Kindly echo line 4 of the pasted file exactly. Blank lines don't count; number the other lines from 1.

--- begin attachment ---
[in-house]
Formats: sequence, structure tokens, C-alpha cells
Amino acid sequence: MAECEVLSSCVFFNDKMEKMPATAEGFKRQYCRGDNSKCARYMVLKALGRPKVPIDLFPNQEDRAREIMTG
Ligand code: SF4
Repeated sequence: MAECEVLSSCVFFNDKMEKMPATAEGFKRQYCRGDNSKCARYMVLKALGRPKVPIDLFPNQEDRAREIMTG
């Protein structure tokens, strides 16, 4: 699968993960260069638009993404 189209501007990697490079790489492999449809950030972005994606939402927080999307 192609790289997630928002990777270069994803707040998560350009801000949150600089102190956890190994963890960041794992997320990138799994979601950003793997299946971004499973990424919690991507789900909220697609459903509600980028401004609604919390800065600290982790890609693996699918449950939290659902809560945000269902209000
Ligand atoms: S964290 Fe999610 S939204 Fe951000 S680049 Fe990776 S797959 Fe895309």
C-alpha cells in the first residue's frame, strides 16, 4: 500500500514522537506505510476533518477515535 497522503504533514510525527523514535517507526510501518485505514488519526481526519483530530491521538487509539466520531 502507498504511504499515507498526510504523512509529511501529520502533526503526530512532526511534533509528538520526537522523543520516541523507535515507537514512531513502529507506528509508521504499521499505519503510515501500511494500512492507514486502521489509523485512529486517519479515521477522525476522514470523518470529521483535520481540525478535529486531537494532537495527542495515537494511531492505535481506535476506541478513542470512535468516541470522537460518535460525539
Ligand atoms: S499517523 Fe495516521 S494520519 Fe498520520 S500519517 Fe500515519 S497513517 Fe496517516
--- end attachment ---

Ligand code: SF4